FIRST-time expectant fathers are almost four times more stressed than other men. While many new mums struggle emotionally after their baby is born, dads-to-be are more likely to feel anxious during their partner's pregnancy. The prospect of fatherhood and the changes it may bring causes much more concern to blokes than the real thing, according to a new Australian study. It says men worry about having to become more responsible financially and being unprepared for the practicalities of caring for an infant. The study, recently published in the Australian and New Zealand Journal of Psychiatry, found 18.6 per cent of dads showed high levels of psychological distress.

01 November 2007

A bullet pointed list of magazines that I or members of my household have accumulated at one point or another (in no particular order):
  • National Geographic (1960s and 1970s)
  • Popular Mechanics
  • National Geographic
  • Time
  • Paris Match
  • Surfer
  • Surfing
  • Thrasher
  • Transworld Skateboarding
  • Wallpaper
  • Sky (UK club culture unrelated to the TV netowrk)
  • NME
  • Elle Decoration (UK edition)
  • Stuff
  • Home and Building/Home and Entertaining/Home
  • Urbis
  • Staple
  • Art New Zealand
  • Art News
  • Art + Object
  • Cuisine
  • Sea Spray
  • National Business Review
  • Ray Gun
  • Spoke
  • Mountain Bike
  • The Face
  • Love and Rockets
  • Gen 13x
  • Commando
  • 2000AD
  • Living Etc
  • Pavement
  • Heavy Metal
  • Solider of Fortune
  • Auto Trader
  • Car
  • Pulp
  • Life (1950s and 60s)
  • Planet
  • Art and Australia
  • Mad
  • Colours
  • Beach Culture
  • Loaded
  • Probably something to do with military planes of the early 80s
  • Cosmopolitan
  • Manual
  • Scope
  • iDN
  • Vice
  • Architecture New Zealand
  • Object
  • Choice (pending)

30 October 2007

Alarming fact.

Alarming fact: I have more art dealers saved in my internet banking than I do utilities.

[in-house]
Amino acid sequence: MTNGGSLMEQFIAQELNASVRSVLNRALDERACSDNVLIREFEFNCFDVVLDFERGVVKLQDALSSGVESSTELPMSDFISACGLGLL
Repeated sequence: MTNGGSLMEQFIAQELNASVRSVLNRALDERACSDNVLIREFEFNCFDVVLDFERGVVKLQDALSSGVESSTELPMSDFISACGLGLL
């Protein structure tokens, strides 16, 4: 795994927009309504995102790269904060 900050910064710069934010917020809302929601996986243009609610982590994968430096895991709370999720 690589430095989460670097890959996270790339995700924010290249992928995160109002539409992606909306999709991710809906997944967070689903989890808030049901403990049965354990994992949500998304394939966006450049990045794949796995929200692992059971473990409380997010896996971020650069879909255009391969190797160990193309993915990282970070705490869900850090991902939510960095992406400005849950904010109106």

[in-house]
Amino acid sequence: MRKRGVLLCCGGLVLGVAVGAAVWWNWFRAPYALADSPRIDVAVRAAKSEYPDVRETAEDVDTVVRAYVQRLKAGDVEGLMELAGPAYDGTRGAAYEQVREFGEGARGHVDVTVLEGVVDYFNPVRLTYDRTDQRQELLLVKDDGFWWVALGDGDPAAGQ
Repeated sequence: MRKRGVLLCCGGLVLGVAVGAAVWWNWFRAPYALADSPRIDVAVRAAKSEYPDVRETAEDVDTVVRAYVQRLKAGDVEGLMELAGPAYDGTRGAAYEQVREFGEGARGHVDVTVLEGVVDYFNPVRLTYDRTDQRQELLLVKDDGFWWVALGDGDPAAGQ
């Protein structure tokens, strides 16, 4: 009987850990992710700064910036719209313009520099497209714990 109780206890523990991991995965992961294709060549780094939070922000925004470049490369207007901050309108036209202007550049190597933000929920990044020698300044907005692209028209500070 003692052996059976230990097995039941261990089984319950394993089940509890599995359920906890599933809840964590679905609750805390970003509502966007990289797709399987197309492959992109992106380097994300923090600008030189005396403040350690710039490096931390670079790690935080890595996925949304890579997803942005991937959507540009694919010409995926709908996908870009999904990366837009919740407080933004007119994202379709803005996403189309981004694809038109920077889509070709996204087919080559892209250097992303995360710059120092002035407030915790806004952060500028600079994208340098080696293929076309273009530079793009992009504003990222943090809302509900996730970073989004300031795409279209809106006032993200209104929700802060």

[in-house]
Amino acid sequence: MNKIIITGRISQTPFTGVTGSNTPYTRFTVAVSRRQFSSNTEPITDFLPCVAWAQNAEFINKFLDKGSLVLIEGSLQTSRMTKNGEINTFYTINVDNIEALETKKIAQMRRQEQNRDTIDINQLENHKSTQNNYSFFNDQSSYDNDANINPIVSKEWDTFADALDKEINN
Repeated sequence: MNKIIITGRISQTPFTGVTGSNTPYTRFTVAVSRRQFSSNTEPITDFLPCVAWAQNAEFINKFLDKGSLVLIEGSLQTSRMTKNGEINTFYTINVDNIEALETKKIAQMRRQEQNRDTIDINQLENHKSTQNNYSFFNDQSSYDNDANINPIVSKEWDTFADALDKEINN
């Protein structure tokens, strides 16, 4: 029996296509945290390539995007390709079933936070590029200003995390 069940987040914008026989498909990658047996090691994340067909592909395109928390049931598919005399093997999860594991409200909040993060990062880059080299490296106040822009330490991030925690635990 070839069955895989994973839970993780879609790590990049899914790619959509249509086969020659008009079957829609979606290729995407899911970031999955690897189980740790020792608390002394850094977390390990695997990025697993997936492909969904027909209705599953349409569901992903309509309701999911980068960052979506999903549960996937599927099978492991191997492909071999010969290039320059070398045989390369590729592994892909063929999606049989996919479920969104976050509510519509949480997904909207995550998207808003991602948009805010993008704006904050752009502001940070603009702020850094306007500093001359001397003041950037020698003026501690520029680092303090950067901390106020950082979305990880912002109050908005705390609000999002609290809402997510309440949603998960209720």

23 October 2007


Stolen Items Returned
Press Release by University of Auckland at 10:31 am, 23 Oct 2007

Three items stolen from The University of Auckland during the Christmas period have been returned to the University.

The items are a Charles Goldie portrait of Hori Pokai, a set of seven poems by Colin McCahon and an Oxford lectern bible.

The painting and the manuscripts are in good condition and will be back on display in the near future. The Oxford Lectern Bible suffered some damage and will be repaired before being returned to display.

Following the theft, the University instituted some immediate steps to increase security on significant art works and other valuable items in its collections. A more extended review is due for completion shortly. New policies resulting from the review will enable the University to protect its collections while enabling access to them by the University community and visitors.

16 October 2007

Fun while it lasted

Hamilton City Council CEO Michael Redman has announced the separation of City Libraries and Waikato Museum into stand-alone entities.

The libraries and museum have been operationally joined in the Arts and Culture Unit of the Council for more than ten years. The restructure will see the disestablishment of the Arts and Culture Unit.

The merger has been the subject of long-standing and strong opposition from within the arts community over the years with claims that it devalued the unique character and role of the individual facilities.

Mr Redman says there is also a much bigger view about the part Council plays in ensuring the city has a strong cultural feel. He says the notion that arts and culture should be delivered through just one Council unit was an outdated one.

"You can't throw a blanket over these facilities and treat them as one. Council's new Creativity and Identity Strategy gives impetus and meaning as to how we can advance the city's creative and cultural experience. We are preparing for a dynamic period in this sector," says Mr Redman.

Press release: Hamilton City Council